“𝐈 𝐬𝐚𝐭 𝐰𝐢𝐭𝐡 𝐭𝐡𝐚𝐭 𝐟𝐨𝐫 𝐚 𝐥𝐨𝐧𝐠 𝐭𝐢𝐦𝐞. 𝐈 𝐭𝐡𝐨𝐮𝐠𝐡𝐭 𝐨𝐟 𝐞𝐯𝐞𝐫𝐲 𝐩𝐞𝐫𝐬𝐨𝐧 𝐈 𝐡𝐚𝐝 𝐦𝐞𝐭, 𝐰𝐨𝐧𝐝𝐞𝐫𝐢𝐧𝐠 𝐡𝐨𝐰 𝐦𝐚𝐧𝐲 𝐨𝐟 𝐭𝐡𝐞𝐦 𝐡𝐚𝐝 𝐰𝐨𝐥𝐯𝐞𝐬 𝐢𝐧𝐬𝐢𝐝𝐞 𝐭𝐡𝐞𝐦 𝐚𝐧𝐝 𝐣𝐮𝐬𝐭 𝐡𝐚𝐝 𝐧𝐞𝐯𝐞𝐫 𝐩𝐮𝐥𝐥𝐞𝐝 𝐭𝐡𝐞𝐦 𝐨𝐮𝐭. 𝐎𝐫 𝐩𝐞𝐫𝐡𝐚𝐩𝐬 𝐦𝐨𝐫𝐞 𝐡𝐨𝐫𝐫𝐢𝐛𝐥𝐞: 𝐡𝐨𝐰 𝐦𝐚𝐧𝐲 𝐨𝐟 𝐭𝐡𝐞𝐦, 𝐢𝐧 𝐚 𝐦𝐨𝐦𝐞𝐧𝐭 𝐨𝐟 𝐟𝐞𝐚𝐫, 𝐫𝐞𝐚𝐜𝐡𝐞𝐝 𝐢𝐧𝐬𝐢𝐝𝐞 𝐭𝐡𝐞𝐦𝐬𝐞𝐥𝐯𝐞𝐬 𝐟𝐨𝐫 𝐬𝐨𝐦𝐞𝐭𝐡𝐢𝐧𝐠 𝐭𝐨 𝐬𝐚𝐯𝐞 𝐭𝐡𝐞𝐦, 𝐚𝐧𝐝 𝐜𝐚𝐦𝐞 𝐮𝐩 𝐞𝐦𝐩𝐭𝐲.”
Tim burton meets Adam’s Family in this gothic fantasy about confronting the darkness within. Estranged for years, Eleanor Zarrin flees her boarding school to return to her family home. She must face her monstrous relatives who prowl the woods at night and read fortunes from the guts of dead birds. When her grandmother suddenly dies, she is the only one who can hold them together. Especially when a threatening arrival wants to swallow them whole.
A gothic haunted manor, ghosts, the undead, werewolves, and a girl who wants to understand what she is. There’s so much to love! This creepy book was exactly what I needed. It was fun, weird, and soaked with mystery. Rose Szabo writes to creates questions. Her style was perfect for this setting. Perfect for a story of discovery. I devoured this book in two sittings. I didn’t want to put the book down.
I knew I was going to love this story from the first pages of the prologue. I’m not generally a gothic dark fantasy reader. I hate scary movies. They’re too jumpy for me. I don’t read horror or scary books either. But this book reminded me a lot of Horrid, which I read back in October. It has just the right level of creep factor. It wasn’t as spooky-give-you-goosebumps as Horrid. But it still had that overall New England creepy gothic manor feel.
“𝐓𝐡𝐞 𝐛𝐚𝐜𝐤 𝐨𝐟 𝐦𝐲 𝐧𝐞𝐜𝐤 𝐰𝐞𝐧𝐭 𝐜𝐨𝐥𝐝. 𝐈 𝐬𝐪𝐮𝐞𝐞𝐳𝐞𝐝 𝐦𝐲 𝐞𝐲𝐞𝐬 𝐬𝐡𝐮𝐭, 𝐡𝐨𝐩𝐢𝐧𝐠 𝐈 𝐰𝐚𝐬 𝐬𝐭𝐢𝐥𝐥 𝐝𝐫𝐞𝐚𝐦𝐢𝐧𝐠, 𝐭𝐡𝐚𝐭 𝐢𝐟 𝐈 𝐬𝐡𝐮𝐭 𝐦𝐲 𝐞𝐲𝐞𝐬 𝐈’𝐝 𝐰𝐚𝐤𝐞 𝐮𝐩 𝐛𝐚𝐜𝐤 𝐢𝐧 𝐛𝐞𝐝, 𝐚𝐧𝐝 𝐢𝐟 𝐈 𝐬𝐡𝐮𝐭 𝐦𝐲 𝐞𝐲𝐞𝐬 𝐚𝐠𝐚𝐢𝐧 𝐈’𝐝 𝐰𝐚𝐤𝐞 𝐮𝐩 𝐢𝐧 𝐦𝐲 𝐫𝐨𝐨𝐦 𝐚𝐭 𝐒𝐚𝐢𝐧𝐭 𝐁𝐫𝐢𝐠𝐢𝐝’𝐬, 𝐚𝐧𝐝 𝐟𝐫𝐨𝐦 𝐭𝐡𝐞𝐫𝐞 𝐈 𝐜𝐨𝐮𝐥𝐝 𝐬𝐡𝐮𝐭 𝐦𝐲 𝐞𝐲𝐞𝐬 𝐚𝐧𝐝 𝐰𝐚𝐤𝐞 𝐮𝐩 𝐚 𝐜𝐡𝐢𝐥𝐝 𝐚𝐠𝐚𝐢𝐧, 𝐬𝐨𝐦𝐞𝐰𝐡𝐞𝐫𝐞 𝐢𝐧 𝐬𝐨𝐦𝐞 𝐡𝐨𝐮𝐬𝐞 𝐣𝐮𝐬𝐭 𝐥𝐢𝐤𝐞 𝐭𝐡𝐢𝐬 𝐨𝐧𝐞, 𝐛𝐮𝐭 𝐰𝐡𝐞𝐫𝐞 𝐈’𝐝 𝐛𝐞 𝐡𝐚𝐩𝐩𝐲.”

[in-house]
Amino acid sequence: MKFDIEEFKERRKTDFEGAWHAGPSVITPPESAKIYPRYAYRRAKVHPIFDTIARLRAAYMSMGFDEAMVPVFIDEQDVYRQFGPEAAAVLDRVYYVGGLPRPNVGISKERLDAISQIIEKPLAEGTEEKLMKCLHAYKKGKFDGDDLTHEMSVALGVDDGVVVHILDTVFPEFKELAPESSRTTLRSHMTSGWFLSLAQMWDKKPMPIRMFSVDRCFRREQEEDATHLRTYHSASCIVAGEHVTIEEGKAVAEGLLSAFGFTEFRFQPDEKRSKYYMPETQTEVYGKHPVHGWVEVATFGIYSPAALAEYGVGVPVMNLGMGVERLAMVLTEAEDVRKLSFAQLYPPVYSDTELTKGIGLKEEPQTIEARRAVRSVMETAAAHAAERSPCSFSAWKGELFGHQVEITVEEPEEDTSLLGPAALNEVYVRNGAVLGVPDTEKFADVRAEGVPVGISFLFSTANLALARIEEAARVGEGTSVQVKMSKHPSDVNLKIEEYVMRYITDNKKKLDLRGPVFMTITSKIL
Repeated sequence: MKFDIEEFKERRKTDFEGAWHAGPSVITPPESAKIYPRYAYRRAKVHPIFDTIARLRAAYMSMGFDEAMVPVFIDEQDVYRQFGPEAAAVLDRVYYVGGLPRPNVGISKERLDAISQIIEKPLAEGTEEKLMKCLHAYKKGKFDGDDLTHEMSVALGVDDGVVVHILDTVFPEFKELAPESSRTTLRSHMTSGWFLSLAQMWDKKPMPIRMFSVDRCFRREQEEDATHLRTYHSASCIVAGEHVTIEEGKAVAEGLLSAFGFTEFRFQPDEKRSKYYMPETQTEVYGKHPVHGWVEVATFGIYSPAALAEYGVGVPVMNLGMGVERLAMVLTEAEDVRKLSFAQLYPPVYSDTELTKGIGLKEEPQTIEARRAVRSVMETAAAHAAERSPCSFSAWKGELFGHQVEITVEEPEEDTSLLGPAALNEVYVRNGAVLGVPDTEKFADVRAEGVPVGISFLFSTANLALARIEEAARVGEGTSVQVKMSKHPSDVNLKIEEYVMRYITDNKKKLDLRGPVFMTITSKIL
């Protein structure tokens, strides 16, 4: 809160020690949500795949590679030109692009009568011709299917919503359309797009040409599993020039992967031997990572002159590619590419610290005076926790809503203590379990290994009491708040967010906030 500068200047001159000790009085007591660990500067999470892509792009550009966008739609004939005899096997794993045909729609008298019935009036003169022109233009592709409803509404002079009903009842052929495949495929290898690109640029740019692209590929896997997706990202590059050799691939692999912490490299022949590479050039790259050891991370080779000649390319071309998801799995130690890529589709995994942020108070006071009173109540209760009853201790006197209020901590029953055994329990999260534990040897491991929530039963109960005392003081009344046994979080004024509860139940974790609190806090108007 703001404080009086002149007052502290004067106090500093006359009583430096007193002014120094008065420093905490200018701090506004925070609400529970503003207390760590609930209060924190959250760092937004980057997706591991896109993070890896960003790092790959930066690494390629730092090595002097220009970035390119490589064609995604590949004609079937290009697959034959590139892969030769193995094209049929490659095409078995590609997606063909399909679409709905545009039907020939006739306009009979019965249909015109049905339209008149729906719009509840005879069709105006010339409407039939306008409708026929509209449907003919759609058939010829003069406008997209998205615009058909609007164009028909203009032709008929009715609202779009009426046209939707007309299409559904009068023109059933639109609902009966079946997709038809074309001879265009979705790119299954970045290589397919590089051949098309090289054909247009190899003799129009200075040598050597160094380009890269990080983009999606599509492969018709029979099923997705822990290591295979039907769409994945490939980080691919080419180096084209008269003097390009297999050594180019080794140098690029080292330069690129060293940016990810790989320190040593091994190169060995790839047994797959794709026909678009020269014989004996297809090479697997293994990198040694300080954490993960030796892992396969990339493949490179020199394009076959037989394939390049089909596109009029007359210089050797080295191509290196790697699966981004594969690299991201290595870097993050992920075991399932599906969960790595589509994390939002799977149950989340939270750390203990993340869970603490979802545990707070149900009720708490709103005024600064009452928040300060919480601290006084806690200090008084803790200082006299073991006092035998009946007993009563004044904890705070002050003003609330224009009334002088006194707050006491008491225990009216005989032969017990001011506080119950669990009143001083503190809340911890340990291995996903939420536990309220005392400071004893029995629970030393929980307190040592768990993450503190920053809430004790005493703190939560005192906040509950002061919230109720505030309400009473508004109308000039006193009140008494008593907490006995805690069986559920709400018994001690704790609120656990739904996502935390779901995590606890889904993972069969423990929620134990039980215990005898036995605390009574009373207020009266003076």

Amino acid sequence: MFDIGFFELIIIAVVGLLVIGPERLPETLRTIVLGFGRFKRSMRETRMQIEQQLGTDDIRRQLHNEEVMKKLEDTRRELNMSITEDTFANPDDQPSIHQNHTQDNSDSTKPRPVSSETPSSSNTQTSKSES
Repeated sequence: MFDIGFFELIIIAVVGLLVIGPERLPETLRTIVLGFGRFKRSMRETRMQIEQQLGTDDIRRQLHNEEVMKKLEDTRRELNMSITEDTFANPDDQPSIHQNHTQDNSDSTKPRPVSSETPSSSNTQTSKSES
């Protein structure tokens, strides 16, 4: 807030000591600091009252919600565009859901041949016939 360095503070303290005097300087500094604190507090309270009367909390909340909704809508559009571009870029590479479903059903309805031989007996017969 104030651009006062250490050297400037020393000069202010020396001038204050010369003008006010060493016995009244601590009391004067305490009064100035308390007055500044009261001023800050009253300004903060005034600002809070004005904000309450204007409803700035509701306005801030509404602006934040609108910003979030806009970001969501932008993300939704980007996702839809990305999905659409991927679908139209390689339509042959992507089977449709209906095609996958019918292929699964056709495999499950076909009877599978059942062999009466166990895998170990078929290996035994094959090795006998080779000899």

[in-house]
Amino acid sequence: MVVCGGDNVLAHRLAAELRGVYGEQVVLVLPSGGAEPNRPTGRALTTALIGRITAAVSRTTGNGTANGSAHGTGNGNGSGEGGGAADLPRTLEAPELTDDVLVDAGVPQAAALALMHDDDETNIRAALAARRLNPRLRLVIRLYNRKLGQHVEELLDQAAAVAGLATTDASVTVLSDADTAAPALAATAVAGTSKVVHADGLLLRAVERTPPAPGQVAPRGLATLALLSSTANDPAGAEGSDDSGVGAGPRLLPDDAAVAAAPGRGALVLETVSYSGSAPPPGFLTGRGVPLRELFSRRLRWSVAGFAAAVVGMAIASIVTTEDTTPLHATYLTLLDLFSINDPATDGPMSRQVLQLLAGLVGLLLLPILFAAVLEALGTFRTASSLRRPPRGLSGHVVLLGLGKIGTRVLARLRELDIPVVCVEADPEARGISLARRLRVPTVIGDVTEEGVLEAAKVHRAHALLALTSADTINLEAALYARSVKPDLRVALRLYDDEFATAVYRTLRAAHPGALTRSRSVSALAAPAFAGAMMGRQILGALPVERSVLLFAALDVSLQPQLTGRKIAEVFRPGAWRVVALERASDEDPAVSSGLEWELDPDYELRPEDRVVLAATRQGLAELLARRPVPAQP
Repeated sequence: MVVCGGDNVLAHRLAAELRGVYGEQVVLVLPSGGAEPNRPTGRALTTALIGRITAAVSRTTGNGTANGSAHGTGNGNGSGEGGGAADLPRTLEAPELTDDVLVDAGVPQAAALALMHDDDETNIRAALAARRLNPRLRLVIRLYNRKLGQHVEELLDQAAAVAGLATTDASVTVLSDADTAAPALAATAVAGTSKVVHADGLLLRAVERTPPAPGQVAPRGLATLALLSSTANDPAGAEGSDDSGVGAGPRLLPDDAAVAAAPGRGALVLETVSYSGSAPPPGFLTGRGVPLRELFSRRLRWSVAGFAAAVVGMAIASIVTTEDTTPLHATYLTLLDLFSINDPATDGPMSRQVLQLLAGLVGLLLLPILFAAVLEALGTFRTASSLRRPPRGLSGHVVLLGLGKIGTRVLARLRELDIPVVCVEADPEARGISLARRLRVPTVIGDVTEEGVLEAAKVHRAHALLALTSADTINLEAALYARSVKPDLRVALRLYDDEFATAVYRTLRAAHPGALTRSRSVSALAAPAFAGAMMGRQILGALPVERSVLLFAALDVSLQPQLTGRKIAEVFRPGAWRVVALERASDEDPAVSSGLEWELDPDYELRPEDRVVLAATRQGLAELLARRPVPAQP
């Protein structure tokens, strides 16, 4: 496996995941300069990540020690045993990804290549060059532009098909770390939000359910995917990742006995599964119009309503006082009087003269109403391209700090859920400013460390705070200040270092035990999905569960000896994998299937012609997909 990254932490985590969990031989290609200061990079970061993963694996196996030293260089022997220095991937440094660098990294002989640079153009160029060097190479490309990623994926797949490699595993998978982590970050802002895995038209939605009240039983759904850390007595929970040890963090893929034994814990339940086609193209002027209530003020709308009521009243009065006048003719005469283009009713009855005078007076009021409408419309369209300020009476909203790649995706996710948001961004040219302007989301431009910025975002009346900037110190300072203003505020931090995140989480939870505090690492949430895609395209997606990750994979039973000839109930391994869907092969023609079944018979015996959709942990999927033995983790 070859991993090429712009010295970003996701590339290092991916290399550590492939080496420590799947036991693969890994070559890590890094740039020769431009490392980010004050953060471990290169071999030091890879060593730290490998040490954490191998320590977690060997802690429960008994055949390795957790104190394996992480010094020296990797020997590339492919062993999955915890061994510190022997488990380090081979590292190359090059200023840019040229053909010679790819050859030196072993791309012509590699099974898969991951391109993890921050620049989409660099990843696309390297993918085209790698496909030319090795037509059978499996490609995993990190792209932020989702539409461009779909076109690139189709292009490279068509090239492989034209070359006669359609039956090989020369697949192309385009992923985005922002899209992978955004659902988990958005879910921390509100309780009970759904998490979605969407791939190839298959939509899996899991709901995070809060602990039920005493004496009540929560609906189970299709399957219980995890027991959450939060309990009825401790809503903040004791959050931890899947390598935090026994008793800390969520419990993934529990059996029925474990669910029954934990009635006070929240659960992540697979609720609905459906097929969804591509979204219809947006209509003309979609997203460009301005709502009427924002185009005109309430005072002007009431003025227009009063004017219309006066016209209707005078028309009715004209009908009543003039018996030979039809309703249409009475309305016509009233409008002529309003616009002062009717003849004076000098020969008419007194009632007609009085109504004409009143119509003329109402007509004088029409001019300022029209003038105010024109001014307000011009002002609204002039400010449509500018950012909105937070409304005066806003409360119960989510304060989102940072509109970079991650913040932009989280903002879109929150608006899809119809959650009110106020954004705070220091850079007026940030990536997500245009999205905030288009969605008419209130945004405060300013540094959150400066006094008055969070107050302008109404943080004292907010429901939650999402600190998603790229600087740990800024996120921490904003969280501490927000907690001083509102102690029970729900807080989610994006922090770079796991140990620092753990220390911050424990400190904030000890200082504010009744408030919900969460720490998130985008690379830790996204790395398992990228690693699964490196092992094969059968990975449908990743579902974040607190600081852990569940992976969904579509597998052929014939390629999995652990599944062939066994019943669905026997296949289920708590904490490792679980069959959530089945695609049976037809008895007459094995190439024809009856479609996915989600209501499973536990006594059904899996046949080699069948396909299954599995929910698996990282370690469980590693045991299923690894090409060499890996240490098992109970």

I related with Eleanor’s character immediately. When she arrives home, it’s clear that the family is keeping secrets from her. She immediately feels like an outcast. She feels like no one wants her there. How many of us have had those feelings? The family dynamic, her internal conflict, and quest for answers about herself and those around her are all things that allowed me to connect with the story. Moreover, she’s struggling to confront something ghastly she’s responsible. The reason she fled the boarding school in the first place. This mistake follows her and she must face it to conquer her darkness. Her biggest struggle is wanting to be loved. She doesn’t feel loved by anyone.
“𝐈 𝐝𝐨𝐧’𝐭 𝐭𝐞𝐥𝐥 𝐡𝐢𝐦 𝐭𝐡𝐚𝐭’𝐬 𝐡𝐨𝐰 𝐢𝐭 𝐚𝐥𝐰𝐚𝐲𝐬 𝐛𝐞𝐠𝐢𝐧𝐬: 𝐢𝐧 𝐬𝐞𝐥𝐟𝐢𝐬𝐡𝐧𝐞𝐬𝐬, 𝐢𝐧 𝐚𝐦𝐛𝐢𝐭𝐢𝐨𝐧, 𝐢𝐧 𝐥𝐮𝐬𝐭 𝐨𝐫 𝐝𝐞𝐬𝐩𝐞𝐫𝐚𝐭𝐢𝐨𝐧. 𝐓𝐡𝐚𝐭 𝐥𝐨𝐯𝐞 𝐬𝐭𝐚𝐫𝐭𝐬 𝐨𝐮𝐭 𝐚𝐬 𝐬𝐨𝐦𝐞𝐭𝐡𝐢𝐧𝐠 𝐲𝐨𝐮 𝐰𝐚𝐧𝐭 𝐭𝐨 𝐛𝐢𝐭𝐞 𝐢𝐧𝐭𝐨 𝐚𝐧𝐝 𝐞𝐧𝐝𝐬 𝐚𝐬 𝐬𝐨𝐦𝐞𝐭𝐡𝐢𝐧𝐠 𝐭𝐡𝐚𝐭 𝐬𝐰𝐚𝐥𝐥𝐨𝐰𝐬 𝐲𝐨𝐮 𝐮𝐩.”
The plot was fast paced, well structured, and full of twists and turns. I had so much fun reading this story. It wasn’t quite a five star for me, just because it doesn’t have that complexity and layers. But it was absolutely enjoyable and I recommend it. Perfect for fans of Horrid, Tim Burton, Stephen King, and Adams Family. MY RATING: 4/5 stars
A big thank you to Bookish First and Farrar Straus Giroux (Macmillan Publishing) for this advanced copy in exchange for my honest review.